It’s time to get over yourselves and get down to the job of building the nation you inherited. No political regime will do it for you. No “leader” will do it for you. You have to ask yourself, “What must I do to build the greatest little country in the world?” Then get off your arrogance and do it.

I am ashamed of my generation.

We dropped the ball fifty years ago, which has led to almost two generations of spoilt children. And now we sit on the sidelines, too embarrassed to admit our errors and to speak the truth, consoling ourselves that our children are more technologically advanced than we are, and that we need to “understand” them. We listen to their conversations and repeat the same meaningless platitudes they use to make themselves feel “educated”. All they do for us is remind us that we screwed up.

What does “It starts in the home” mean? Does that statement tell a new parent what to do to be part of the solution rather than part of the problem? Or is there some toxic product in the home that turns children into monsters? The fact is that the statement has no functional meaning beyond finding someplace to place the blame and making the speaker seem enlightened.

Or how about “It takes a village to raise a child”? This is simply an observation by someone from a nuclear family background that extended family communities produce more culturally stable children, but the sentence is used to lament the loss of community in the Bahamas. Unfortunately, it does not offer a bridge between the present social condition being addressed and the ideal being expressed. What exactly does one do tomorrow to begin to apply the principle of the village raising a child?

The claim that “these children are different” suggests a need to find new solutions to the problems of human development. Unfortunately the statement ignores the fact that humans have not in fact changed, only the tools with which they solve their problems have. The problems are still the same, their needs are still the same and the community must still address these social, emotional and spiritual issues squarely if it is to survive. The slogan does nothing more than give us an excuse for not having engaged a successful child-rearing process. It says we are not responsible for their behavior because we don’t really know these kids. Instead, we ask them to raise themselves.

These kinds of platitudes have led us to make at least three terrible mistakes.

The first was our abandonment of a commitment to our role in the transmission of cultural values. For the record, cultural values are the beliefs a particular community shares about good and bad, right and wrong, fair and unfair, good and bad manners etc. They are primarily acquired during the first seven years of life, a period we have now chosen to use to “jumpstart” our children academically, making academic results more important than the transmission of values.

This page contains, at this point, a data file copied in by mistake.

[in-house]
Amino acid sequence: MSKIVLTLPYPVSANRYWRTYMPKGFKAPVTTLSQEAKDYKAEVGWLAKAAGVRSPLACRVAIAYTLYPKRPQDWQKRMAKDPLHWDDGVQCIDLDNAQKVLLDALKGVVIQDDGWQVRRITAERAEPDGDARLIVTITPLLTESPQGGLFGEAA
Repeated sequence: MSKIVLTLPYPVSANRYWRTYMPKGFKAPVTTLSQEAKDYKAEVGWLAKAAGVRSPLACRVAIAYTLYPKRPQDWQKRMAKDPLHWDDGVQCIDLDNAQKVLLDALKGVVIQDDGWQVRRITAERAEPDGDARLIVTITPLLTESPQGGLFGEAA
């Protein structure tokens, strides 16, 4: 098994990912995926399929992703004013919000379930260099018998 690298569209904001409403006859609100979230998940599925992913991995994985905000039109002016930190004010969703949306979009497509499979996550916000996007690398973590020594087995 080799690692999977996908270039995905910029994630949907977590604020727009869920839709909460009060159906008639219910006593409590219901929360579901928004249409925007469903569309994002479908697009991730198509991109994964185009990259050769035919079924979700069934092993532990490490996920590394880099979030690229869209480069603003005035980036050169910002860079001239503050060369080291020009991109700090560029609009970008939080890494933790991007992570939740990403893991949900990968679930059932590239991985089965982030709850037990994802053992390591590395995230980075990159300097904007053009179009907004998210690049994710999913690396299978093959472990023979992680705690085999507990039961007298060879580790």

Secondly, we have convinced ourselves that academic results are more important than the development of character. Parents are quite prepared to drive their children the length of the island or pay a fortune to have their children in the “right” pre-school or primary school, but are completely unconcerned about the lack of focus on a value system. Manners and respect for others are not considered important. Good grades are. Agencies that focus on the development of character are considered “extras”.

Thirdly, and perhaps most destructively, we have replaced morality with legality. Public decency and respect for other people and their property are replaced by declarations of personal rights. While we certainly have the right to raise monsters, we also have the responsibility to raise productive citizens. Watching our children shoot and kill one another must remind us of that responsibility and of our failure to live up to it. Personal rights must take a back seat to societal rights if the society is to survive. This, I’m afraid, is exactly opposite to what we have taught our children, and their belligerent behavior should not surprise us as much as it does. If they behave as though their wishes are more important than the creation of order in the society, it is because we have convinced them of that truth.

The development of a nation is not about the celebration of individual rights, but about the creation of an environment in which every citizen has the opportunity to achieve their full potential. Maslow gives a great guide for planning a community’s development, which requires attention to the satisfaction of the social, emotional and spiritual needs of all of the members of the community. The social environment designed to nurture the development of character is called the socializing process, which certainly begins in the home, but it relies for its success on partnerships with a multitude of social agents, from schools to churches, lodges, youth groups and cultural presenters. Non-organic programs only magnify the failure of the poor socializing process.